|English: “My Wife and my Mother-in-Law”, a famous optical illusion. Appears in Puck, v. 78, no. 2018 (1915 Nov. 6), p. 11. (Photo credit: Wikipedia)|
Today was one of those strange days which start out normally and end abnormally. I got up as usual, had my breakfast as usual and got dressed as usual.I was about to step out to do my errands as usual when things started becoming unusual.
An unexpected inquiry from my mother-in-law about the keys to the bank locker set off a series of actions which resulted in our going to the bank locker to check it out. Now the Bank Locker is one of those hallowed places that merits an annual visit much like a pilgrimage, mainly to pay the fees. Very occasionally, we make an extra trip either to get something out or keep something in. But we never visit it to check things out. So this unexpected trip to the locker was not only not factored into my day, but it was also unfactored in the scheme of things done in the normal course of events. And it really rattled me, to put it mildly, because to get to the bottom of what triggered this off would have meant peeling off layers of double entendres, innuendoes, slights, etc.etc.
There was a cold silence in the car, a silence so palpable that you could penetrate it with a pick-axe. The normal forty minute ride seemed even longer and the five minute delay before we could get into the bank interminable. What happened inside the locker was even more strange than what I had imagined or anticipated : we went in,opened the lockers, took out a few things, examined them carefully and put them things back. They were locked with a finality that spoke volumes and the ride home was so frosty that if we had returned home even a minute later I would have suffered from hypothermia.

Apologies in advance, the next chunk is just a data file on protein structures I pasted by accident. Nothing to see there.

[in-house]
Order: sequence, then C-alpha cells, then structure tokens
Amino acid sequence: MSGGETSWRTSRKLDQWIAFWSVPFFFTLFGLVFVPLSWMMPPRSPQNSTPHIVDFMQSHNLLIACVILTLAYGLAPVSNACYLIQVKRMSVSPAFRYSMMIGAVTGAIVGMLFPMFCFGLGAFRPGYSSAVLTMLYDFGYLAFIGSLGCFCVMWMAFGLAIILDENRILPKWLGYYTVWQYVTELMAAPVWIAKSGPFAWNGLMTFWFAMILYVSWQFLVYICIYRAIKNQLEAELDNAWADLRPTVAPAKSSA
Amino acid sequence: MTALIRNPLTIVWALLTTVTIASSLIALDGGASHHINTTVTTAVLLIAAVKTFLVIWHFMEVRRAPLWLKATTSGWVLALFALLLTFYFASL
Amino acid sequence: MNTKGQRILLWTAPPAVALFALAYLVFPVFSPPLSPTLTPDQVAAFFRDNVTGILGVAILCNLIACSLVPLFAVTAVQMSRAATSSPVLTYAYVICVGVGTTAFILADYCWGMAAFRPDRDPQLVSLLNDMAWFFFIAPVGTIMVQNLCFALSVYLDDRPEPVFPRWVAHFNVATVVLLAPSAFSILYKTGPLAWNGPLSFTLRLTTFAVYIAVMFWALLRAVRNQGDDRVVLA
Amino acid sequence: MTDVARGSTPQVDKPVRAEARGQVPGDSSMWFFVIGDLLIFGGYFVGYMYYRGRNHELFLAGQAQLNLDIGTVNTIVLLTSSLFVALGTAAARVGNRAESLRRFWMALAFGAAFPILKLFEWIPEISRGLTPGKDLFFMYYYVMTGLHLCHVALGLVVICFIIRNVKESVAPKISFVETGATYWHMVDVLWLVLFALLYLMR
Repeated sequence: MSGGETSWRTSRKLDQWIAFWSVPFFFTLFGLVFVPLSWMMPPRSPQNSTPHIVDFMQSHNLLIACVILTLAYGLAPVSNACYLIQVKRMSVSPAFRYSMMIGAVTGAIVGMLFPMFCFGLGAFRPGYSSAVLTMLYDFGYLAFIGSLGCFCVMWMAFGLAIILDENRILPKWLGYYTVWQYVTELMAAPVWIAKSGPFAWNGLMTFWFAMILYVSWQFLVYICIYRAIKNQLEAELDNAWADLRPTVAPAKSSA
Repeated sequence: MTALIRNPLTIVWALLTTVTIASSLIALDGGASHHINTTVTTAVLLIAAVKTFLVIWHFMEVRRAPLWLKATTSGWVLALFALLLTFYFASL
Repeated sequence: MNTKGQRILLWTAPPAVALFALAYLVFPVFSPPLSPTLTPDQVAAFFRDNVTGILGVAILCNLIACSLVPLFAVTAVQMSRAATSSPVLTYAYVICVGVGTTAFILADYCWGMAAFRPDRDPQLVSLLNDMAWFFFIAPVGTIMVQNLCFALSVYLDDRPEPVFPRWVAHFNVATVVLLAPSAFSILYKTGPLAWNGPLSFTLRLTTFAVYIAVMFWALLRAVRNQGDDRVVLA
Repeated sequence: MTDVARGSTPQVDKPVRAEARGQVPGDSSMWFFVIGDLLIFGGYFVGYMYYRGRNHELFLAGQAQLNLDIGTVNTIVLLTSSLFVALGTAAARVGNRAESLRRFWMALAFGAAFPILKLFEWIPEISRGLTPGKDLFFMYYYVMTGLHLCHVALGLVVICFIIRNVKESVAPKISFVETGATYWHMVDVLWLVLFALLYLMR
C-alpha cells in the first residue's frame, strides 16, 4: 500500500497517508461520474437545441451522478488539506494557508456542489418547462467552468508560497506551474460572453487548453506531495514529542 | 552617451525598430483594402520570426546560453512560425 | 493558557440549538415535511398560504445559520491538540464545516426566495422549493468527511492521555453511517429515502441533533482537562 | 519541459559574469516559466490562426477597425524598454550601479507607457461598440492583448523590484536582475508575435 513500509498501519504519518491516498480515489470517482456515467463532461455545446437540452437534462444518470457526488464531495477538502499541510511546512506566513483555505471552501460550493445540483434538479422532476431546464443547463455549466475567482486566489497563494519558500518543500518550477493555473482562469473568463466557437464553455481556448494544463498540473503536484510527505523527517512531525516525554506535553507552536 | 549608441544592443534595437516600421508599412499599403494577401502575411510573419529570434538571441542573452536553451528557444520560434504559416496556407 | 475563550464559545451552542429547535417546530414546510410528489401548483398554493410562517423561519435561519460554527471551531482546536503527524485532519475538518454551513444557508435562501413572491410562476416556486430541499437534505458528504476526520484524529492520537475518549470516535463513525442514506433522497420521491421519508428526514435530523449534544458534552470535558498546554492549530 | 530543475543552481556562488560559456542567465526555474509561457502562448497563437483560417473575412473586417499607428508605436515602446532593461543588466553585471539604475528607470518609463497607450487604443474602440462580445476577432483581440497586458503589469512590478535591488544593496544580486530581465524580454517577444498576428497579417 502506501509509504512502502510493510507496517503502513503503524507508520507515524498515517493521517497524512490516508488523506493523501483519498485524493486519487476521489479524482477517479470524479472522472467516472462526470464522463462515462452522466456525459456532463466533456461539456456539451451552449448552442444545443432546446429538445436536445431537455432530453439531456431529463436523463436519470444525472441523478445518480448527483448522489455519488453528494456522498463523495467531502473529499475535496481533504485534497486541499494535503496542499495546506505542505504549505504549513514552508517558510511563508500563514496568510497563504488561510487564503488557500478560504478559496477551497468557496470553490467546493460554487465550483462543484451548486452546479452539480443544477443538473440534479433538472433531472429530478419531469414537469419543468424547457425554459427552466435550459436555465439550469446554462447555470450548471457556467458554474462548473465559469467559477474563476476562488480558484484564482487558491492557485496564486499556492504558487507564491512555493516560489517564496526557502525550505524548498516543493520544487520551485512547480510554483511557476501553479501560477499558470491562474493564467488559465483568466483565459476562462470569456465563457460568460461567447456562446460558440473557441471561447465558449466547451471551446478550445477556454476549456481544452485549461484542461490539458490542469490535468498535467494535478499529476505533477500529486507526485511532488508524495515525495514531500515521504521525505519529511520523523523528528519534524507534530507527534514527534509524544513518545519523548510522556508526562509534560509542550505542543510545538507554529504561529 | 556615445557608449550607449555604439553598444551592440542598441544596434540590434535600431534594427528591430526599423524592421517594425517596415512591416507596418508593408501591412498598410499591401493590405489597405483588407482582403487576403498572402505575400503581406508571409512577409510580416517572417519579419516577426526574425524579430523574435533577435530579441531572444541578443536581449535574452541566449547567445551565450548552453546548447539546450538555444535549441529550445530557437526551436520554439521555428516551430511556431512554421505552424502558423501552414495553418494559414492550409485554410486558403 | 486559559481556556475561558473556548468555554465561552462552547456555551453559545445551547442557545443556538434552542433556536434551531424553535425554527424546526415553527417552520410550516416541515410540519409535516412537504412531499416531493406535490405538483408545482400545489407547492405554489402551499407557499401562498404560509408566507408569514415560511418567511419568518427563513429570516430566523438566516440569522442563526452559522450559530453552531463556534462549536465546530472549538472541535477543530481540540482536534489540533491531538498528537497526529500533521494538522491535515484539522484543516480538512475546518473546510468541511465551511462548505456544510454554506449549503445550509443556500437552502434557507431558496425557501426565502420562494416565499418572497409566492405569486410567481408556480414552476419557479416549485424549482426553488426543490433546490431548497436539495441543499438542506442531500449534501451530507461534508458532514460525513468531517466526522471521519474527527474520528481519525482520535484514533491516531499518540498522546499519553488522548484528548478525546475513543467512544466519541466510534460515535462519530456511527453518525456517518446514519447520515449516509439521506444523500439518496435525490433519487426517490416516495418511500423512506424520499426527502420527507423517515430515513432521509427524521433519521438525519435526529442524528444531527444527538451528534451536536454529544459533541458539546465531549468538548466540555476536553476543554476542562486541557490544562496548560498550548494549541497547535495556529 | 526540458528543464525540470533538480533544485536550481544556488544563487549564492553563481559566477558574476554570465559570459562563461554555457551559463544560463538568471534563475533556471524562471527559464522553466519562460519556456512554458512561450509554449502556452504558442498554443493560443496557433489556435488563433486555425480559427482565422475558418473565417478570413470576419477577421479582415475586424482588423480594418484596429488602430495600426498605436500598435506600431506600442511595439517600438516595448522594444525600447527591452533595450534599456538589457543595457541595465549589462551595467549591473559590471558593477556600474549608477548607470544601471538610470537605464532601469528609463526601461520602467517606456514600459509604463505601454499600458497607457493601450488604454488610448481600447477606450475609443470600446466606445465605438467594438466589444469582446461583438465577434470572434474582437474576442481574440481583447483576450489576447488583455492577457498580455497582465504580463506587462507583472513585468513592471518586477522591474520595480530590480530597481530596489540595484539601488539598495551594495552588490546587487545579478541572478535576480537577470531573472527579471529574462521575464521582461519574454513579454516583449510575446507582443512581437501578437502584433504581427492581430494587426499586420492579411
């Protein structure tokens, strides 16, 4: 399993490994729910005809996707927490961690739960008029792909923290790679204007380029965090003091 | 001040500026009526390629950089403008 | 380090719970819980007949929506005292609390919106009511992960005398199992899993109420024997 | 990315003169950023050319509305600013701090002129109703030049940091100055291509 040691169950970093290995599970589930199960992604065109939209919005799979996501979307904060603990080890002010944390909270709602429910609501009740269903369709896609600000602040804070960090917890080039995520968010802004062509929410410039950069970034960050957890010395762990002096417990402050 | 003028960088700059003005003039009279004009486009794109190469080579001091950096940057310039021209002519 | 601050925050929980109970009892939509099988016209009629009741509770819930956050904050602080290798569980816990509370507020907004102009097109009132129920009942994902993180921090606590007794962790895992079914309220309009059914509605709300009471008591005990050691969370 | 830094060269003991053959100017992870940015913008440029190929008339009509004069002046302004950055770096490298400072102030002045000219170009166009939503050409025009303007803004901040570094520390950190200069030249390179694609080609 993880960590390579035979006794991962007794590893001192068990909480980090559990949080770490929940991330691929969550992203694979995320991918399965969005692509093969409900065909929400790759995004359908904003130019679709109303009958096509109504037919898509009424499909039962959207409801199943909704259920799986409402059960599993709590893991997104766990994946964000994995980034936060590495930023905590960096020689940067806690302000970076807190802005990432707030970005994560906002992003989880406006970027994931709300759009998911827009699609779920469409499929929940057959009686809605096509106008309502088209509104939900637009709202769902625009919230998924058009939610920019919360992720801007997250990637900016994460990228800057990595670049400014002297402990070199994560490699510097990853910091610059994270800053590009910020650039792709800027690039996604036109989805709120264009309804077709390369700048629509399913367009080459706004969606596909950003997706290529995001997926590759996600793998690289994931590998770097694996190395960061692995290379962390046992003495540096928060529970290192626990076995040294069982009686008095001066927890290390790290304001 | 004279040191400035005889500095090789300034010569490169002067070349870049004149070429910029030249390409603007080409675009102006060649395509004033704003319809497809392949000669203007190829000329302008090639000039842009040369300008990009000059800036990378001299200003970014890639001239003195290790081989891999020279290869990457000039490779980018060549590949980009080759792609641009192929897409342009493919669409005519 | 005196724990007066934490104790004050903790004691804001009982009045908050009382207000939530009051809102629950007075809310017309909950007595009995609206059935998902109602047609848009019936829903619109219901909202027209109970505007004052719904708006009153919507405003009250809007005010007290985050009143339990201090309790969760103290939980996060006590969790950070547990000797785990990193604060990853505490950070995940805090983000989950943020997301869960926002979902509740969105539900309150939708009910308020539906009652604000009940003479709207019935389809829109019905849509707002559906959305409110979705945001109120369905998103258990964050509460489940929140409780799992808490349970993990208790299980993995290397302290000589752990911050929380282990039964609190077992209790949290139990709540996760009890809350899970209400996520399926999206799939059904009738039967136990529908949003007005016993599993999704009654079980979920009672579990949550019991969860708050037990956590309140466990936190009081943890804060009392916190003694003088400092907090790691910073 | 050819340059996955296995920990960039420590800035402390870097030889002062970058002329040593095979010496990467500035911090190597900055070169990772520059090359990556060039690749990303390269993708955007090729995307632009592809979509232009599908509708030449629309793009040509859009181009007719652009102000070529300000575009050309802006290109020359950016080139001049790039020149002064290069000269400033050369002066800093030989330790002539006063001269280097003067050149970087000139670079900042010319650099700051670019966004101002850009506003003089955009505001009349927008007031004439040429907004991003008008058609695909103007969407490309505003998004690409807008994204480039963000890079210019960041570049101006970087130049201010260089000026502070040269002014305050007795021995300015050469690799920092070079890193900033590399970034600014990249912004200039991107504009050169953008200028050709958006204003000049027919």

No one questioned the reason for this unexpected visit and life went on as though nothing had happened. But the bad vibes still lingered in the air.
Later that evening, after we had picked up Wow Dinga for his scheduled night stay with us, we heard the news that my husband’s centenarian aunt who was ailing, had finally passed away. My mother-in-law came inside to tell me the news, Wow Dinga was happily clapping away and I didn’t know how to react. Should I express my condolences which are par for the course when someone passes away or should I feel happy that this old lady who had been there, done that, seen it all, enjoyed more than her share of four score and ten and who was eventually living in a world populated by ghosts from the past, sustained by memories of another time, whose physical pain was so excruciating that she could barely moan, whose organs were slowly failing and who one had described in the past few days as someone who was “sinking”?
Anyone who has lived in a multi-generational family spanning eight decades can identify with these odd days that somehow manage to crop up. Most of the time life goes on as usual, some days are different because something unexpectedly joyous happens and some days are different because something inordinately sad happens. Whatever it is, life in a joint family is interesting and at times stressful but never ever dull.
The joint Indian family which consisted of several generations spanning various branches of family has now shrunk to more manageable numbers but along with the numbers, the physical shared space has shrunk too. Houses are smaller, demands are more. There are times when living together is fun – you always have someone to laugh at and someone to laugh with; there are times when living together is stressful – you have to mind your p’s and q’s and not step on multiple toes; there are times when living together is convenient – there is always someone at home to answer door bells and phone bells, sign for courier deliveries, do bank jobs, pay bills and there are times like this when suddenly things spin out of control and you feel you are in a continuous spin cycle in the washing machine.
Today was one such day.